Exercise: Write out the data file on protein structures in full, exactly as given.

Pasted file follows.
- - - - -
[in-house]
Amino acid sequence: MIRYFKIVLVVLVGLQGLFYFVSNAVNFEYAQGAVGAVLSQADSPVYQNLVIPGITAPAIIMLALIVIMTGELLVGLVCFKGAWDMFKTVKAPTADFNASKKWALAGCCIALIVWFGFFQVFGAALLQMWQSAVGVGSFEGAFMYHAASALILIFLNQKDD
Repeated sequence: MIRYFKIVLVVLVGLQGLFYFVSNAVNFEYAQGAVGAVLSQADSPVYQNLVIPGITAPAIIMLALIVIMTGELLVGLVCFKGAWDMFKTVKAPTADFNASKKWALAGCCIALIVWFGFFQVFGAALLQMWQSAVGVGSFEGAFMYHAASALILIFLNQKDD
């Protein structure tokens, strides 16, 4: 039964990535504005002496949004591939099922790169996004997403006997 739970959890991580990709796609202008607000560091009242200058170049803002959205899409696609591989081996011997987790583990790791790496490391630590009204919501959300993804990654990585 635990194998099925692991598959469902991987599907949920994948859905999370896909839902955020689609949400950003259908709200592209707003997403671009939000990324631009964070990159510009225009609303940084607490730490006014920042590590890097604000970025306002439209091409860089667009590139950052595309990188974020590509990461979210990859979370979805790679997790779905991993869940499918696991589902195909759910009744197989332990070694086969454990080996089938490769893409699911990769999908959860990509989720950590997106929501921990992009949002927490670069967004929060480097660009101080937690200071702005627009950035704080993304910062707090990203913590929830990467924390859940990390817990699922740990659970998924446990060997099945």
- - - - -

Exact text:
[in-house]
Amino acid sequence: MIRYFKIVLVVLVGLQGLFYFVSNAVNFEYAQGAVGAVLSQADSPVYQNLVIPGITAPAIIMLALIVIMTGELLVGLVCFKGAWDMFKTVKAPTADFNASKKWALAGCCIALIVWFGFFQVFGAALLQMWQSAVGVGSFEGAFMYHAASALILIFLNQKDD
Repeated sequence: MIRYFKIVLVVLVGLQGLFYFVSNAVNFEYAQGAVGAVLSQADSPVYQNLVIPGITAPAIIMLALIVIMTGELLVGLVCFKGAWDMFKTVKAPTADFNASKKWALAGCCIALIVWFGFFQVFGAALLQMWQSAVGVGSFEGAFMYHAASALILIFLNQKDD
């Protein structure tokens, strides 16, 4: 039964990535504005002496949004591939099922790169996004997403006997 739970959890991580990709796609202008607000560091009242200058170049803002959205899409696609591989081996011997987790583990790791790496490391630590009204919501959300993804990654990585 635990194998099925692991598959469902991987599907949920994948859905999370896909839902955020689609949400950003259908709200592209707003997403671009939000990324631009964070990159510009225009609303940084607490730490006014920042590590890097604000970025306002439209091409860089667009590139950052595309990188974020590509990461979210990859979370979805790679997790779905991993869940499918696991589902195909759910009744197989332990070694086969454990080996089938490769893409699911990769999908959860990509989720950590997106929501921990992009949002927490670069967004929060480097660009101080937690200071702005627009950035704080993304910062707090990203913590929830990467924390859940990390817990699922740990659970998924446990060997099945």